Thursday, July 11, 2013

Egypt: Our Cinematic Heritage

When buying Egyptian gifts for foreigners, I prefer to stay clear of the usual pharaonic souvenirs. It seems unfair to narrow the many facets of Egypt down to one specific era. I have more than often opted for cotton t-shirts and unique wood art or silver accessories. I like the items to be visibly Egyptian, perhaps through design, color, or subject matter, but show casing a different side such as our sense of humor or Arabic roots.

I was fortunate enough to be in Cairo between June 22 and July 5 in 2013, during the ouster of The Brotherhood. My initial instinct was to gift my American friends a small replica of our Egyptian flag, the very same variety millions of Egyptians proudly carried during the marches. Having participated in the presidential palace stand ins, I must confess that my patriotic sense was in over drive. I finally settled on an assortment of items to demonstrate Egypt's diversity. The inevitable t-shirts found their way into an array of almond stuffed dates and hand crafted items, ensuring that I cater to the individual preferences of each recipient. Due to the political events, I only had a few hours on the very last day of the trip to complete my shopping. I made due with City Stars shopping mall in Heliopolis area. On the most part I was successful in my shopping spree  with the exception of one gift.

A US colleague of mine enjoys old black and white movies, with an affinity for musicals. I wanted to get him a DVD of one of the old Egyptian movies we used to watch on TV. I remember that the majority of those films, if not all, had both English and French subtitles. It would have been amazing to gift him the opportunity to experience the marvelous music of Mohamed Abdel Wahab or the powerful voice of Abdel Haleem Hafez, subtlety exhibiting the refined sophisticated beauty of the not-so-ancient Egyptian culture through the muted tones of the black and white footage, and disparaging the notion that we are rural hooligans roaming the desert on camel back in our third world country. I could only think of one place in City Stars to purchase such a DVD, Virgin Mega Store. Upon entering the establishment, I realized that it isn't so "Mega", with my favorite section in the store diminished to a corridor lined on one side with a measly collection of books. Nevertheless, I ventured to the inner most area where the CDs and DVDs are located. I was miserably disappointed with the selection of Egyptian films on display, a humble assortment of modern (i.e. colored) movies from the 70s and 80s, most of which were produced and distributed by Al Sobky, thus including no subtitles, or so I was informed by the shop assistant. I had to make due with a Lute medley of famous songs such as Ben Shateen wa Meyia.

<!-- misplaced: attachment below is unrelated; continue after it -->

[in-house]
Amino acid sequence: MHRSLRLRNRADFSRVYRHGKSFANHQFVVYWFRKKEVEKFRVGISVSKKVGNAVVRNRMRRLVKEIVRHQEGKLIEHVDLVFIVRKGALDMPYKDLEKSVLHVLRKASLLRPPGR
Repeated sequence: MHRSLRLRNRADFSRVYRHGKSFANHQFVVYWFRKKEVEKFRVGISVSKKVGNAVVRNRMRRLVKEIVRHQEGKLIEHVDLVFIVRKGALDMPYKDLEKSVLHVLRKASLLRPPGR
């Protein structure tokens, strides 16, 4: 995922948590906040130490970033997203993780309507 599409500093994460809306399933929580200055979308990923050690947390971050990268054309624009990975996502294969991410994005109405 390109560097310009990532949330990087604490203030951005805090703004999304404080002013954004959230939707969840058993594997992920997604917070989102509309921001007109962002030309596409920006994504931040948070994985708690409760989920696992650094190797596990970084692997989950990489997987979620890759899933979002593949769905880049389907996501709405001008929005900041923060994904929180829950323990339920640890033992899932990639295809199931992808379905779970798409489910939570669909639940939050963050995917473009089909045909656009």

Like the pyramids and other monuments, motions pictures and music have and will continue to shape our culture as a nation. Movies chronicle the history of the country in a much more vivid manner than written media. What are we doing to preserve these national treasures? For many years, there's been talk about a music museum named after Abdel Wahab and individual attempts to restore old movie negatives. I haven't been back to Bibliotheca Alexandrina since my first visit in 2002, yet shouldn't such establishments have cinematic and musical archives. Maybe The Cairo Opera House has already embarked on such efforts. However, I call on all Egyptian intellectuals to embrace this cause. I call on the ministry of culture to establish a cinema curation committee to work on the preservation of our national cinematic archives, a treasure trove of cultural gems such as Naguib Mahfouz's Trilogy, Al Bostagy (The Postman), Al Ard (The Land), and Bab El Hadid, to name a few. When The Cairo Film Festival is revived (I believe it should be, in due time), we should dedicate a section to the Egyptian and Arabic film heritage, juxtaposing the grace and beauty of those films with the coarse realities of current events and current movies. 

I am aware that Egypt, namely the government, has far more pressing issues with the frail economy and more than half the population living in poverty, but neglecting our cinematic artifacts will lead to the erosion of our cultural identity. Egyptian film legends such as Ismail Yassin and Youssef Chahine are as immortal and majestic as the Sphinx and thus deserve a similar place in our cultural repertoire.

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